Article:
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The RCIA Process
--by Vickie Shepherd
Savoring The Paschal Meal
The RCIA Process
In your presence there is fullness of joy,
And in your right hand
Are pleasures forever more.’
Mystagogy - such a curious word, it means to reflect on the mysteries of God. I consider mystagogy the most misunderstood of all the periods in this process, yet the richest in all its rewards. Each one of you has experienced a metamorphosis on the night of the vigil mass, being transformed into a new child of God you have been set free from your cocoon of darkness and have emerged into the light of Christ. The Holy Spirit unites you in communion with all our Christian brothers and sisters and especially with our Catholic family as we rejoice in your rebirth. Rebirth? Yes - you have been born again in the waters of baptism and in the fire of the Spirit in confirmation. Your life in the Spirit has been awakened, no longer is He pleased to slumber in the depths of our human blindness to Him. You have experienced Jesus through three sacramental signs during the Easter Vigil mass - they were through the living water in baptism, oil and the charisms of the Holy Spirit, and finally through the Eucharist. Let’s explore the mysteries of the Eucharist a bit.
“Blessed be the name of Jesus.
Blessed be His most sacred heart.
Blessed be His most precious blood.
Blessed be Jesus in the most holy sacrament of the altar.”
Eucharist: it means thanksgiving. While I was listening to the Catholic radio network in my area, the priest speaking was talking about the Eucharist. He stated that when we go to mass, we are there to show our thanks to God publicly. In the old Jewish tradition (probably before Jesus time), the people of that faith were to bring a sacrifice of their first fruits once a year. This was a mandatory law in their church, to publicly give thanks to God our creator. We come together at mass weekly to with others who have come to join us in worship and thanksgiving. We are publicly giving God our thanks. What was your experience as you approached the altar and received Jesus in the sacrament of the Eucharist? Mystagogy is the “experience” of God as sacrament.
As Catholics we believe that this bread and wine which God has provided for us is transformed through our faith and by the power of the Holy Spirit, into the body and blood of our Lord Jesus Christ. The word sacrament is a form of the Greek word for mysteries, and there are mysteries surrounding our sacraments. Our professed belief in these most sacred symbols of our faith, help us to live out our union with Jesus, who is ever present in the sacraments. We not only experience the tangible symbolism of the sacraments through the water, oil, bread, and wine; but we also encounter a human quality which brings us into God’s all encompassing embrace -His loving touch. Our senses are overwhelmed as they taste and see the goodness of the Lord. There is an aromatic scent in the chrism of confirmation as it caresses your forehead, and it seems to permeate the air around us.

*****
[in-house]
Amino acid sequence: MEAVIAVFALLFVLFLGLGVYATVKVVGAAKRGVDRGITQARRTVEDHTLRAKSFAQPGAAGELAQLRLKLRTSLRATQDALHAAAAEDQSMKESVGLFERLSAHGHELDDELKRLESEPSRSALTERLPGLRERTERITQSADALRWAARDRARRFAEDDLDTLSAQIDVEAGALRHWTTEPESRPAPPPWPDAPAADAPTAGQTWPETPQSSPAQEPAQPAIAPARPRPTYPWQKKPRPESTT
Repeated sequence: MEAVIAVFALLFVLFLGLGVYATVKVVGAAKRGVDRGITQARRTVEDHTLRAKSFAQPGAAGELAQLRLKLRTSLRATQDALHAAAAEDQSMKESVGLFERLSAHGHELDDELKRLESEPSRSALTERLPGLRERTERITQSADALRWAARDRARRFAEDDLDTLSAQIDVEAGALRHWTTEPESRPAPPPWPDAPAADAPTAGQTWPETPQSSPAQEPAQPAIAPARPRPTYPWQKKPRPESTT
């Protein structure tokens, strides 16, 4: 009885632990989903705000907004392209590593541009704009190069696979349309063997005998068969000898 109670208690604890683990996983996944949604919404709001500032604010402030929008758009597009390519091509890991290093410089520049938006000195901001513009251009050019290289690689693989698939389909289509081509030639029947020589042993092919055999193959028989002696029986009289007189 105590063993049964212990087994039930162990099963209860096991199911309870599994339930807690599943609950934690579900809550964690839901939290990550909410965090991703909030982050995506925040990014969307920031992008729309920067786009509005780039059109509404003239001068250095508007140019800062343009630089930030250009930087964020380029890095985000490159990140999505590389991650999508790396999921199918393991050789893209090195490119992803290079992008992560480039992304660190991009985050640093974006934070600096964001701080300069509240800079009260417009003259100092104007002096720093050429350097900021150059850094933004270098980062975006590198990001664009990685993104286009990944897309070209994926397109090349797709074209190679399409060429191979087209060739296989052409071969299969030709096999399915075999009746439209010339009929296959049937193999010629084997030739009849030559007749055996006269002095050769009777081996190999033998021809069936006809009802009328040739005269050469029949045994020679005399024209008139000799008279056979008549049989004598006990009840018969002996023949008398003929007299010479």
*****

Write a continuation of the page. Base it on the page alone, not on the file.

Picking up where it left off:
When we come together at mass to worship and give thanks - we do so in communion with each person present in the Catholic Church, this is a part of the sacramental life we share as part of the body of Christ. We have known Jesus intimately; He has come to us through the paschal meal we consumed amorously in faith.
The mass is similar to a family reunion, we gather, eat our meal for sustenance, and leave to return to our lives and relish the time we did spend together as a family. When we attend mass, it is to gather as a family in Christ. We form his body, and each part performs a charism that has been given to us for a certain purpose. When we leave this gathering of family, we go forth into the world and share what God has gifted us with, and bring others who have strayed from his family back to Him. The paschal meal was our sustenance for this spiritual journey; we shall savor the sweetness, which is Jesus.
Another Jewish tradition is the presentation of a newborn during the first weeks of life in the Temple. The child is presented to God; the Torah is removed from its tabernacle and laid out on the altar. As the Rabbi prays the scriptures, he takes the baby’s finger and touches it to the Torah on the name that is Yahweh. Then the child’s finger is put into some honey and touched to his tongue. This is performed so that when the child speaks the name of Yahweh, the name “shall be sweetness as it leaves his lips”.
May you always find the name of God sweetness on your lips as you praise and give thanks to Him. You have known the never-ending love of Jesus through the mysteries He has chosen to reveal to you through the sacraments, this past Easter. Let us go forth to proclaim to the nations that Jesus Christ is Lord! Let us go forth to love and serve him - always.
There is so much more to be shared, symbolism and our connections between the Jewish and Catholic traditions and practices. This is not the end of your road, it is the fork and you have a choice - to take the road that is traveled and worn or take the road less traveled. This is just the beginning of a life that has changed because God has touched it. Follow the path He has forged for you.
©Copyright 2000 Vickie Shepherd all rights reserved.
No portion of this article or web page may
be used without written permission from the author.
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